It is a common misconception that "Sweet Gene Vincent" and its B-side "You're More Than Fair" is credited to and played by Ian Dury and The Blockheads.
Sweet Gene Vincent remained in Ian Dury's set list for almost his entire career, even after other faster paced songs like "Plaistow Patricia" and "Blackmail Man" had been dropped because of the singer's worsening health and was played at his very last concert at the London Palladium in February 2000. It is still in The Blockheads set in 2007.
Ian Dury was a fan of Gene Vincent since his early to mid teens and claims to have bought every single he produced until his death (Vincent's). In an interview reprinted in Sex And Drugs And Rock And Roll: The Life of Ian Dury Dury says that he first heard of Vincent via Be-Bop-A-Lula's inclusion in film The Girl Can't Help It and admitted to being reduced to tears by the single as an adolescent. For his whole career Dury would talk very sentimentally, sometimes poetically about Gene Vincent.
It was Vincent's death in 1971 that was a major prompt for Dury to make Kilburn & The Highroads a serious endeavour and his stage clothes of the time often reflected Vincent's influence, notably black leather gloves. He also namechecked the singer in one of his earliest original songs "Upminster Kid", albeit under the singer's 'full' name Gene Vincent Craddock.
Curiously Dury constantly denied that identification with the singer, also crippled and forced to wear a leg brace, was in any way an attraction. He apparently didn't even known Vincent was crippled when he first became a fan. What drew Dury's attention to the singer was his voice and his look.
Ian Dury spent six weeks researching his lyric and read two autobiographies on Gene Vincent before finishing it and handing it to the song's co-writer Chas Jankel. Had it been kept in its original draft, Jankel jokes it would have taken 15 minutes to sing.
Dury’s research and knowledge allowed a large percentage of the lyric, which tells the rough life-story of Vincent, to be made up of references and/or extracts from Vincent’s songs. For instance the Song’s opening line Blue Gene Baby is a faithful re-creation of the first line of Blue Jean Bop and the line Who, who, who slapped John? shouted as the song speeds up to its full tempo is directly lifted from Who Slapped John. Another line 'and you lay that pistol down' is a bastardisation of a lyric from Pistol Packin' Momma used to reference Vincent's partial for waving guns around in-studio (an act that once scared The Beatles). Be-Bop-A-Lula is also referenced at least once, as one character in the in the song 'Uncanny Annie' is 'the one with the flying feet', 'she's the one with the flying feet' being a line in Be-Bop-A-Lula.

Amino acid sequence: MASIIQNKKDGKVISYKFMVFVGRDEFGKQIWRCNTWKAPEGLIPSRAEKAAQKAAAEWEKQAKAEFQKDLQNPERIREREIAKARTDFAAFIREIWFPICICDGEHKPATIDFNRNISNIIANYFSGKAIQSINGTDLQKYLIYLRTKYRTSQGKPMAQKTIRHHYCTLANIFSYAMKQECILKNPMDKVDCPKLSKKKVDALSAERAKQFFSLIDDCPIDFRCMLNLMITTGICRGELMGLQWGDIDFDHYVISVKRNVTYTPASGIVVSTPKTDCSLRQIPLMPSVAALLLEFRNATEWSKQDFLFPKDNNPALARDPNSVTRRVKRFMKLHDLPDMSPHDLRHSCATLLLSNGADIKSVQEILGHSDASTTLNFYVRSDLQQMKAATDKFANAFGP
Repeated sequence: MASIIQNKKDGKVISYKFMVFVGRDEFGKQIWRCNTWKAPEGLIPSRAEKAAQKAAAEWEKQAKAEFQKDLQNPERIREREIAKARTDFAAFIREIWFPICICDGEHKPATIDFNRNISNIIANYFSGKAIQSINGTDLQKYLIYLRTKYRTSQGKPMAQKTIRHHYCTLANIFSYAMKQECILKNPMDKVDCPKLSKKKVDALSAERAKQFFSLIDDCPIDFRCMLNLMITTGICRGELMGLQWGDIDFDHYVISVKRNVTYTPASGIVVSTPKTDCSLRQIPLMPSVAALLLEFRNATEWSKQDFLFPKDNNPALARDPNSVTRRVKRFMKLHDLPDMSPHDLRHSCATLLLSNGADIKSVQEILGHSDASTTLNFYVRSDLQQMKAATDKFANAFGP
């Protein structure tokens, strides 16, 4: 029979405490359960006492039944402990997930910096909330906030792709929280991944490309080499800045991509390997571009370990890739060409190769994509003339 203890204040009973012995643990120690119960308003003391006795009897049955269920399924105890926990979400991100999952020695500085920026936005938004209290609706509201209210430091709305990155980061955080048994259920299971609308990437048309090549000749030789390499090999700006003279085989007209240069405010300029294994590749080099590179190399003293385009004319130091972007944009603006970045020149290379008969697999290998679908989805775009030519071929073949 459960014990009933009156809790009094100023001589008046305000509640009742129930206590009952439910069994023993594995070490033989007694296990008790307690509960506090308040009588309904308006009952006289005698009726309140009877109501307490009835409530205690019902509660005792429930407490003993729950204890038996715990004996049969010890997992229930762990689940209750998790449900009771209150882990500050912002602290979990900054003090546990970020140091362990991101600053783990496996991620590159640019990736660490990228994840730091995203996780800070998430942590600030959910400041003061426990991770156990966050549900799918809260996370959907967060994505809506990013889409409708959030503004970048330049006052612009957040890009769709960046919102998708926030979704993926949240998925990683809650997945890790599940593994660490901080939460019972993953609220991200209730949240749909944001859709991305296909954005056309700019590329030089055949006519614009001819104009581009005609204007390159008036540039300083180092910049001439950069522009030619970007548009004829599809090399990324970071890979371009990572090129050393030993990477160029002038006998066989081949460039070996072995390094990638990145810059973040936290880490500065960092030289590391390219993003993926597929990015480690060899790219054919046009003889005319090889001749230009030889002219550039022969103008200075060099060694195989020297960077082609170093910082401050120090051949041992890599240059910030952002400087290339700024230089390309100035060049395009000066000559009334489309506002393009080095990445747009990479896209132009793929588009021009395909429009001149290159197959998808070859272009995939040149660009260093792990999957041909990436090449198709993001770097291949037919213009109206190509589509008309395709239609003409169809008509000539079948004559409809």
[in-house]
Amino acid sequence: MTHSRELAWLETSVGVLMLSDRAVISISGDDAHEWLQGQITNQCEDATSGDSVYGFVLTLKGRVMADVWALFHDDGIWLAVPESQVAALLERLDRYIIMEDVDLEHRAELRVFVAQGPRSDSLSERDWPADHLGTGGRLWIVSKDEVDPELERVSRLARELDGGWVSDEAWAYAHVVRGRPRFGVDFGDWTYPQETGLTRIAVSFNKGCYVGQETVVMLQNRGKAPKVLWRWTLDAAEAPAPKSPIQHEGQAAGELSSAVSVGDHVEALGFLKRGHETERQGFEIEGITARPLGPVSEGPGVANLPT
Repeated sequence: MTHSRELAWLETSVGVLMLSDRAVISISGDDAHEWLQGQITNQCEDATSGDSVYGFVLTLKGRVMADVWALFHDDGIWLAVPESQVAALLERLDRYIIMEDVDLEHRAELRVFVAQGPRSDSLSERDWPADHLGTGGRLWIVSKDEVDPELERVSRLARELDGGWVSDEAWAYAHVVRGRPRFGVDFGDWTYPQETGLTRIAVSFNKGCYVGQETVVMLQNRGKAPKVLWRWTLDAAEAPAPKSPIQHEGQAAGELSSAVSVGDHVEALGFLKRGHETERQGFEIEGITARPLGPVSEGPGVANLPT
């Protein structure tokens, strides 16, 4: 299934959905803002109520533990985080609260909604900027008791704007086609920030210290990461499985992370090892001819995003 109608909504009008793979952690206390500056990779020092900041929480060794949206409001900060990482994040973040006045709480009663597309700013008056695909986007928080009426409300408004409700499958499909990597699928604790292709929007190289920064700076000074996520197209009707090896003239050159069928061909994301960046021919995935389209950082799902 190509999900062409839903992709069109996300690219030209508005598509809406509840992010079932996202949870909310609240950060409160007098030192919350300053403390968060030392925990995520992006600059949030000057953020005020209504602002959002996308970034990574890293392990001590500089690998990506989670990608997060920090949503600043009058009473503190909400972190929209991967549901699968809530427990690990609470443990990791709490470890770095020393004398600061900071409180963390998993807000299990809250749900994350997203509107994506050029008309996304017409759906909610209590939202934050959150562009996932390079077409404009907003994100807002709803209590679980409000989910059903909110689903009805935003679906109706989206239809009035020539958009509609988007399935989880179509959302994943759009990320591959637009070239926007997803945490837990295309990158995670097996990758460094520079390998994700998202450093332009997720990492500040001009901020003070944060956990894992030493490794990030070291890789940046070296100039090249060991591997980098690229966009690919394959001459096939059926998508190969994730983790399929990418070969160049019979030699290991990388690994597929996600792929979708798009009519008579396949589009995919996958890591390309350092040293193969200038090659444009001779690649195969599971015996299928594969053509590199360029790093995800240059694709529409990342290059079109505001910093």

Referencing Dury's interest in Vincent's look, the song contains two sections solely focussing on Vincent's typical black and white dress. Dury would constantly forget the second set Black gloves, white frost, black crepe, white lead, white sheet, black knight, jet black, dead white when singing Sweet Gene Vincent live and replace them often with totally different lyrics.
Suggs from Madness quoted repeatedly from the lyrics to Sweet Gene Vincent in his tribute song to Ian Dury Oranges and Lemons which he recorded with Jools Holland and his Rhythm and Blues Orchestra for the Small World, Big Band Volume 1 album and also in his introduction for re-runs of On My Life a documentary about Ian Dury.
Sweet Gene Vincent's b-side You're More Than Fair was written some years before its eventual release while Ian Dury was a member of his pub-rock band Kilburn & The Highroads where it was a live favourite and was frequently in their set. And as of 2008 still appears in The Blockheads’ set.
The song features Ian Dury singing in a mock-Jamaican accent (such as, for instance, the Kinks' Apeman) to a reggae tune and tells the amusing story of a couple having sex as they move through the house, with foreplay beginning in the hall and the song ending with the male's ejaculation on the roof. Its lyrics are still noteworthy even by modern standards where songs are much more sexually explicit because of its unusual use of the word 'clitoris'.
Earlier versions of the song, recorded with Kilburn & The Highroads feature different lyrics that do not keep up the 'sexual act in a location in the home' theme and replace 'clitoris' with the more crude term 'fanny' (in Britain fanny is used to mean the vagina, rather than the backside as it is in America).
Sweet Gene Vincent was the first and only single to be released from Ian Dury's solo debut New Boots and Panties!! (although the album's opening track "Wake Up And Make Love With Me" was included on the What A Waste single) and was previously available as the album's second track, and is still included on its CD-reissues. It has constantly featured on Ian Dury compilations since including his first, Jukebox Dury.
A live version of the song can be found on Dury's Warts 'N' Audience album, it is preceded by a short introduction by Dury in the form of him singing another song and Dury shouting 'Oi oi! to the crowd. It features a totally different verse replacing the second set of 'black/white' lyrics and Wilko Johnson on guitar. Another version has been released, recorded live after Ian Dury's death appears on The Blockhead's first release without their former lead singer Straight From The Desk - 2.
Robbie Williams sings the song on Brand New Boots and Panties, a re-creation of New Boots and Panties!! with various other lead singers that acted as a tribute album to Ian Dury. Williams and Dury met while working for UNICEF and Williams adds and additional repetition of the song's title near his versions' close, Dury often did this live.
The backing track to Sweet Gene Vincent (that is, an instrumental version) has recently been released on Edsel Records 2-Disc re-issue of New Boots and Panties!!.
On July 22nd in Orange County California the Stray Cats played their version.